ELECTION VIDEO: Voters stayed away from polls and reaction from South Yorks PCC result

Voters have described why they did not have a say in the South Yorkshire PCC election - saying the post should be scrapped.

By Ellen Beardmore Political Reporter
Friday, 31st October 2014, 4:48 pm
Alan Billings is returned as the new Police and Crime Commissioner for South Yorkshire at The Metrodome in Barnsley
Alan Billings is returned as the new Police and Crime Commissioner for South Yorkshire at The Metrodome in Barnsley

Labour candidate Rev Dr Alan Billings won the £1.6m election with 50.2 per cent of the vote, second to UKIP, and just swinging a majority so that the second preference votes did not have to be counted.

But only 150,361 of the county’s roughly one million electorate had their say at polling stations - which means each vote cost around £10.

Turnout was even slightly lower than the last PCC election in 2012, at 14.88 per cent compared to 14.92 per cent.

Sign up to our daily newsletter

Alan Billings is returned as the new Police and Crime Commissioner for South Yorkshire at The Metrodome in Barnsley

But many voters said they had seen no point in voting, or were one of the hundreds who spoiled their ballot paper.

Neil Midgley said: “It is the first time I have not voted in 25 years. I’m hoping mass apathy will convince next Government to scrap PCCs.”

Dave Thornley said: “ I disagree with elected PCCs, the Shaun Wright episode showed they have no accountability and cannot be political

Peter Chan said: “I voted and spoilt my paper as disagree with PCC, candidates are money grabbers.”

Dr Billings admitted turnout was ‘dismal’ after been declared the winner.

He has pledged to give half of his £85,000 salary to victims’ charities in South Yorkshire.

He also said the post had to be filled, until it was abolished if Labour got into power, as the police would face ‘difficult questions’ in the next few months.

He pledged to make sure ‘victims are supported, that criminals are brought to justice, that those that turn a blind eye are brought to account’ to rebuild trust in the police.

Police training should be improved, officers made ‘visible’ on the streets to keep communities safe and a better deal for the force sought from the Government.

He added:“I’ll make sure that victims are put first and people are never ever let down again.

“i’ll fight for real change in SYP so we can begin to rebuild public trust and confidence.”

Meanwhile UKIP candidate Coun Jack Clarkson said the party had ‘dipped a toe’ in the Labour heartlands of South Yorkshire.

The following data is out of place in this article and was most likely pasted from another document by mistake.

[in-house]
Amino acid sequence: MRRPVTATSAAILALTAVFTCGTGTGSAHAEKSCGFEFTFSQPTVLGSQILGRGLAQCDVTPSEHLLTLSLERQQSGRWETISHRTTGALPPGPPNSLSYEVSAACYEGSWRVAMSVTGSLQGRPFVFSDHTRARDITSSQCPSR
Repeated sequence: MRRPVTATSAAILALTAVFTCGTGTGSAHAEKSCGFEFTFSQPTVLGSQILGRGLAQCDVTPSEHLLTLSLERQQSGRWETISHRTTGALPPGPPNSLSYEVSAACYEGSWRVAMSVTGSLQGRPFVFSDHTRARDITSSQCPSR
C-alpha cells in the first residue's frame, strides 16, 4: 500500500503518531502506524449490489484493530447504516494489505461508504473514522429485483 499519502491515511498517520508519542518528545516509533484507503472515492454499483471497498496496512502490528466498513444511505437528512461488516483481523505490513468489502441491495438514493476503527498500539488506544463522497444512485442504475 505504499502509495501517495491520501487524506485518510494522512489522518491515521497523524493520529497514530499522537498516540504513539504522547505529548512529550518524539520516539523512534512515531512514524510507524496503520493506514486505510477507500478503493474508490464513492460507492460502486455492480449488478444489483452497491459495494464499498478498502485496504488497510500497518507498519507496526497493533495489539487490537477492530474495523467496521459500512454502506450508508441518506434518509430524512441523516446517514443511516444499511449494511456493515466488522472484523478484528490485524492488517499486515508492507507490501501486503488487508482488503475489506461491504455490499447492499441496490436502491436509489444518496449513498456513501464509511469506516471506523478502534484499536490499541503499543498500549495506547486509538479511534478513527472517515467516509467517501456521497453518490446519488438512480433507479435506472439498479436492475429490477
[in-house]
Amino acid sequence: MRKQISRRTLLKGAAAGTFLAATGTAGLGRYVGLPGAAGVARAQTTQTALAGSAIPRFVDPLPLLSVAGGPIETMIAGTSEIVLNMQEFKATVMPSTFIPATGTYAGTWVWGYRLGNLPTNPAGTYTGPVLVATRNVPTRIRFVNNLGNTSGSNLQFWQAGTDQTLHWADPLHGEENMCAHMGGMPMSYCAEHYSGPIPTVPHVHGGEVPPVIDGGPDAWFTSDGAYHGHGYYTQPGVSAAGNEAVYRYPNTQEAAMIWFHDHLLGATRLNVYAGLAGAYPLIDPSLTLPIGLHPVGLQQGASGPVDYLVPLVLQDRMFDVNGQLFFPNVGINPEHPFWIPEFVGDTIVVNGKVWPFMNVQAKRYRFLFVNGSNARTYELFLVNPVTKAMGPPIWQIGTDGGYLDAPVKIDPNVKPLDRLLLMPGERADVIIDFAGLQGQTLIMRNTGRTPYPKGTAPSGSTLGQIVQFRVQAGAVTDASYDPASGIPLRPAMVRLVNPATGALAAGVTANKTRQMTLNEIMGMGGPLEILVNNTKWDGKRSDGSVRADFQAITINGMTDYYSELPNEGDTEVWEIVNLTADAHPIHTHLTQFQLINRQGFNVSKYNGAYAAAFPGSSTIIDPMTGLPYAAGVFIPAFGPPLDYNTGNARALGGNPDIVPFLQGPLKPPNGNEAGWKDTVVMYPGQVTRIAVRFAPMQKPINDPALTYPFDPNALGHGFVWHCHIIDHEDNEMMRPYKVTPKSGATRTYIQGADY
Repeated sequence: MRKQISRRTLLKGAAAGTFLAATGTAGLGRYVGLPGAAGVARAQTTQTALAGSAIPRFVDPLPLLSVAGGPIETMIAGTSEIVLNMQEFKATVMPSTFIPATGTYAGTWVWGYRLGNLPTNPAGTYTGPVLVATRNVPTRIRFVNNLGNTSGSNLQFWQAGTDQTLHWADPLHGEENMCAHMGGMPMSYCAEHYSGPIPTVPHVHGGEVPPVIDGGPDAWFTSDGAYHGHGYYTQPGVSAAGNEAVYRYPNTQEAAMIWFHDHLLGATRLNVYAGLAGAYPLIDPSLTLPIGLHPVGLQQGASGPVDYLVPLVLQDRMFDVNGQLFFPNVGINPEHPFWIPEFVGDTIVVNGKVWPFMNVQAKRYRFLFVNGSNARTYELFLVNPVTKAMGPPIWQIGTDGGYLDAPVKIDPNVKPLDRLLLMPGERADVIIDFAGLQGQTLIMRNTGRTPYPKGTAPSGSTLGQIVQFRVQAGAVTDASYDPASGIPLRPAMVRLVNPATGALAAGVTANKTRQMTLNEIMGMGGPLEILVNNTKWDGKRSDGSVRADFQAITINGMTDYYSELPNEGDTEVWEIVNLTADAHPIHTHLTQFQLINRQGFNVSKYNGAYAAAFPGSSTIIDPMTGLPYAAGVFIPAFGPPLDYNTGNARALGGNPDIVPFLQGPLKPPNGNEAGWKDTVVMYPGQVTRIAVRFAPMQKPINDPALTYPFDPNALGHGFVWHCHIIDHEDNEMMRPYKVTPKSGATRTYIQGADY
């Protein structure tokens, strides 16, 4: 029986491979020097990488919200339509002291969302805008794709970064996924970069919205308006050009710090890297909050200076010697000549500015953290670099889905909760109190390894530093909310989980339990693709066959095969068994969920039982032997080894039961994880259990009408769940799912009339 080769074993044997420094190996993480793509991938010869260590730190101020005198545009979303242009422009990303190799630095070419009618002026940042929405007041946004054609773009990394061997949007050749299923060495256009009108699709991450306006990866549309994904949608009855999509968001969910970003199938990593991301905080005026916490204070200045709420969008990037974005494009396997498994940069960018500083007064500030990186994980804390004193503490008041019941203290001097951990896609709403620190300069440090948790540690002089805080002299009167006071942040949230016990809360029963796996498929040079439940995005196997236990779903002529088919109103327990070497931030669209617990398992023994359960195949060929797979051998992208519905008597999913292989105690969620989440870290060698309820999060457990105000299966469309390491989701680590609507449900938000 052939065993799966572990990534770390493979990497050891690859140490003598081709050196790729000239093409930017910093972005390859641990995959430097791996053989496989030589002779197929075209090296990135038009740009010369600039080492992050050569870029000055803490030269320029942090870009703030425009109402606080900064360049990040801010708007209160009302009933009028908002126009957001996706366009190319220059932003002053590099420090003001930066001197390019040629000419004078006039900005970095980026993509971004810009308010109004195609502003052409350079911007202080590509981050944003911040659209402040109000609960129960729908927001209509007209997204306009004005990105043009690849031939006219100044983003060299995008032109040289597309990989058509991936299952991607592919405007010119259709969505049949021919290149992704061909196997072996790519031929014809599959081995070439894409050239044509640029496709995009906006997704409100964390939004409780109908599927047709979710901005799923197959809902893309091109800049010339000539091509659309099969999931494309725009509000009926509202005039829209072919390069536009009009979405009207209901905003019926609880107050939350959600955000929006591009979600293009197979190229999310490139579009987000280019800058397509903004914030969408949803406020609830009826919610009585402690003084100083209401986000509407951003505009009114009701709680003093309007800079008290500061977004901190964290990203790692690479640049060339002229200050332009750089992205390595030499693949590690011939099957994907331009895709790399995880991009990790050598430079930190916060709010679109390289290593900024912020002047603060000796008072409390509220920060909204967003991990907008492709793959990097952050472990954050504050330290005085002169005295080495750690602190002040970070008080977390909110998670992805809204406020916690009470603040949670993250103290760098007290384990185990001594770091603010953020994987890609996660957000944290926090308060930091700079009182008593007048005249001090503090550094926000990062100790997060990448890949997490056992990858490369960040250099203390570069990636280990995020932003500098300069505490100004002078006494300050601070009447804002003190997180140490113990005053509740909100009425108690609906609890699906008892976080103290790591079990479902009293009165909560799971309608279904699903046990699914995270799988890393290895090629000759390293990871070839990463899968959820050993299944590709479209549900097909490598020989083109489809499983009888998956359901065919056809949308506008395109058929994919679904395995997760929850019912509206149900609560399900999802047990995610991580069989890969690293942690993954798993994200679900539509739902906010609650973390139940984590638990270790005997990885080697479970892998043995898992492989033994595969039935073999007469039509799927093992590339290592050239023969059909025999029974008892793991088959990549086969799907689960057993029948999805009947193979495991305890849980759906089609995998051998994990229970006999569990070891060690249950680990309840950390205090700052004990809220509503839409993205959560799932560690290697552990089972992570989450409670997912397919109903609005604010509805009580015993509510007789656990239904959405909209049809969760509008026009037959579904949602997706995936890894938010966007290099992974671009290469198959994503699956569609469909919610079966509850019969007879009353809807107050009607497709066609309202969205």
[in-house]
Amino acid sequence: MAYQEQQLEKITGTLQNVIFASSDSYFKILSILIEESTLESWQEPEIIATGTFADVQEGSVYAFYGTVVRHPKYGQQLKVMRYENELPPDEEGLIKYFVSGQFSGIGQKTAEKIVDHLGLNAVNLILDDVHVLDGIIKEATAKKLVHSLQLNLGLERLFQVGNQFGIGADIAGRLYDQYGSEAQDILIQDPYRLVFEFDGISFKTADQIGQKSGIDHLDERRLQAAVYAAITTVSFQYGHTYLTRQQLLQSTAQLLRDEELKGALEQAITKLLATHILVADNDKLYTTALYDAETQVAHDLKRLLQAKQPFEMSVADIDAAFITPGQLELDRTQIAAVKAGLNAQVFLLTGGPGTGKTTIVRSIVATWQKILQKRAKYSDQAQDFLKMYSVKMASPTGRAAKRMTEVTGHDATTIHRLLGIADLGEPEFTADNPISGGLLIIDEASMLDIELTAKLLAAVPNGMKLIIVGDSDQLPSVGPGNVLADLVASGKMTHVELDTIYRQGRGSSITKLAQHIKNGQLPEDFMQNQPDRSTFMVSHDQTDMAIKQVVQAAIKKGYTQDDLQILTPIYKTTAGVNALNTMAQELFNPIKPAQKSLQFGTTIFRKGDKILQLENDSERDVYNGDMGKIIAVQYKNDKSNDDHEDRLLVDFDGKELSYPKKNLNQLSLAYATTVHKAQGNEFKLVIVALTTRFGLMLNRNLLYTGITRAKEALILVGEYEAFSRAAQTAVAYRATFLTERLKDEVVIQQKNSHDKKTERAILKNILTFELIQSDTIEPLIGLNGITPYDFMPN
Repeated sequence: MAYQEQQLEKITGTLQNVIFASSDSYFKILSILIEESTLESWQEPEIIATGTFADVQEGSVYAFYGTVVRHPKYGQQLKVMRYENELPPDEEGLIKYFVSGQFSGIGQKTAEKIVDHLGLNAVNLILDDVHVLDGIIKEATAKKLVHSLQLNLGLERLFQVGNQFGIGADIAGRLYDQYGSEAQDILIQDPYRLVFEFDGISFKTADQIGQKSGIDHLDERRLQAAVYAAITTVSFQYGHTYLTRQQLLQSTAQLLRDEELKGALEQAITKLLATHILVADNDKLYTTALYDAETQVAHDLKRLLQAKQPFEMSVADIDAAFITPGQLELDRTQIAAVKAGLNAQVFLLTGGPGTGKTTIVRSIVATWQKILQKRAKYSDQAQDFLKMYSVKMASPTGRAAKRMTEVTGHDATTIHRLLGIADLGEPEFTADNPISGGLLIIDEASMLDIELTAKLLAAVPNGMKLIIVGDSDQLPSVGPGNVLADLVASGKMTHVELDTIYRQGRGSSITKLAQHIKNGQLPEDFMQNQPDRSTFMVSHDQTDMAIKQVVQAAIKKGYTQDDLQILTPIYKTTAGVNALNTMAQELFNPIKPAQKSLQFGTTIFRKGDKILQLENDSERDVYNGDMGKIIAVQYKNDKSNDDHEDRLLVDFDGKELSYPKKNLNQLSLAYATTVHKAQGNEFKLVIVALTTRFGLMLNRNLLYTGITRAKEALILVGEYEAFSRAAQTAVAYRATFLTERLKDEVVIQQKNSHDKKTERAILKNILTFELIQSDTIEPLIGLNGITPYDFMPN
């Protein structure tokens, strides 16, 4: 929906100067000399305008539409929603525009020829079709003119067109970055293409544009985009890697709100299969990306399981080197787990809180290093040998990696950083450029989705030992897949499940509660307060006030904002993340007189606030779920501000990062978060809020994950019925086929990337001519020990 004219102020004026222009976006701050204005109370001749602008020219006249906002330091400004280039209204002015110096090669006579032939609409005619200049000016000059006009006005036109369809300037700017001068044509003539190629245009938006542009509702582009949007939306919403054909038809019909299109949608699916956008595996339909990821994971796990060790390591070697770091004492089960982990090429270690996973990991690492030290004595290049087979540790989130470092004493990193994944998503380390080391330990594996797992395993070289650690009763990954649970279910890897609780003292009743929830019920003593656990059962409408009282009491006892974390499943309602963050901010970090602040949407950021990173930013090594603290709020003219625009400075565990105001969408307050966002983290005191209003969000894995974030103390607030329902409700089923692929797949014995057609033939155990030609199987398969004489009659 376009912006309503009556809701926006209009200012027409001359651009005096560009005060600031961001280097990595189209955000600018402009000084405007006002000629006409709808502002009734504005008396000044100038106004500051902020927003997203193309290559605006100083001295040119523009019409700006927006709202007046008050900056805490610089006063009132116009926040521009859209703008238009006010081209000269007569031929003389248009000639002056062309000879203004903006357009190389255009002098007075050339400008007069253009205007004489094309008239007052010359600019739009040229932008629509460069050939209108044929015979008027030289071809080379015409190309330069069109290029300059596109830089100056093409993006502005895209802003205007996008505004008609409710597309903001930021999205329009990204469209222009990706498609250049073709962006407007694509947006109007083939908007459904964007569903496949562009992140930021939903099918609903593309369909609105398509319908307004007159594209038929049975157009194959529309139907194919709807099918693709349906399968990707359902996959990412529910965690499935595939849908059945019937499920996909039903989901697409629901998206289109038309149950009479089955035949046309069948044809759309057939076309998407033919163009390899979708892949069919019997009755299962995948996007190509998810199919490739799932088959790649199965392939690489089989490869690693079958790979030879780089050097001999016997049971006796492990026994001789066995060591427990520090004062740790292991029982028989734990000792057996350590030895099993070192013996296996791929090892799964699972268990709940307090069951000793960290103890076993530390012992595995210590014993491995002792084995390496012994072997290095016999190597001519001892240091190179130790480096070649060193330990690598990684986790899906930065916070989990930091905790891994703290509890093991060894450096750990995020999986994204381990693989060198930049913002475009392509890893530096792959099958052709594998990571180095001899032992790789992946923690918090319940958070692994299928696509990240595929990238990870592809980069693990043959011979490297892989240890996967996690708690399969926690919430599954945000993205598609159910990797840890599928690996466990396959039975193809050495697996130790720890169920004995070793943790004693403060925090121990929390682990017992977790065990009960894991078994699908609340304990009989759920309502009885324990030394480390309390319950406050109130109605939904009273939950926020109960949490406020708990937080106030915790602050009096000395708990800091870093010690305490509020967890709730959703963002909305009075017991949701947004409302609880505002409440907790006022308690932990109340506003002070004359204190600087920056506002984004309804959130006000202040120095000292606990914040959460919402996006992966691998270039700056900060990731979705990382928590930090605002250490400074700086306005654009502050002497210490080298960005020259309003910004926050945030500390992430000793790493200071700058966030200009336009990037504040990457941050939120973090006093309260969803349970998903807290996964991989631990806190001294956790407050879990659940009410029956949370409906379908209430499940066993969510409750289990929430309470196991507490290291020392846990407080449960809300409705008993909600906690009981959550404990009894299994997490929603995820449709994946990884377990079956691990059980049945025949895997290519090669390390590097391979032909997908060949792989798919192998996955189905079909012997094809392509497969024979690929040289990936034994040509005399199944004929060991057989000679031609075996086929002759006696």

In Rotherham 14,266 people voted for Nigel Farage’s often controversial party, compared to 15,006 who chose Labour.

And UKIP said that meant there were only 28 votes too many for them to call for a recount using second preference votes.

The party was in second place in not just Rotherham but in Barnsley and Doncaster too - but not Sheffield, where the Conservatives were pipped to the post.

Coun Clarkson said of losing out: “That’s politics, one minute you are up, one minute you are down, but for today the main issue here in South Yorkshire is that it is pushing the party forward.”

Meanwhile messages of congratulations and good luck came in for Rev Dr Billings, former deputy leader of Sheffield Council.

Charity Victim Support said it was ‘looking forward’ to working with him to help crime victims.

Greater Manchester’s PCC Tony Lloyd said: “Alan brings both credibility and competence to the role of PCC, and will ensure he is accountable to the people of South Yorkshire.”

Coun Jack Scott, cabinet member for environment at Sheffield Council, said: “We need someone with integrity to get deep in to the police and sort a large number of problems out.

“I think the very low turnout has shown that these commissioner roles aren’t working and should be scrapped.

“In the meantime the result sends a clear message that South Yorkshire wants to move forward together.”

Acting PCC Steve Pick, who will remain in place until Monday, said it had been a ‘privilege’ and added his congratulations.

The full breakdown of votes is below:


Labour – 32,867 votes

Conservative – 17,198

UKIP – 14,666

English Democrats – 2,937

Rejected votes – 1,091


Labour – 15,006

UKIP – 14,228

Conservative – 3,936

English Democrats – 2,044

Rejected – 481


Labour – 10,877

UKIP – 6.609

Conservative – 2,672

English Democrats – 1,288

Rejected – 355


Labour – 15,310

UKIP – 11,380

Conservative – 4,730

English Democrats – 2,314

Rejected votes – 372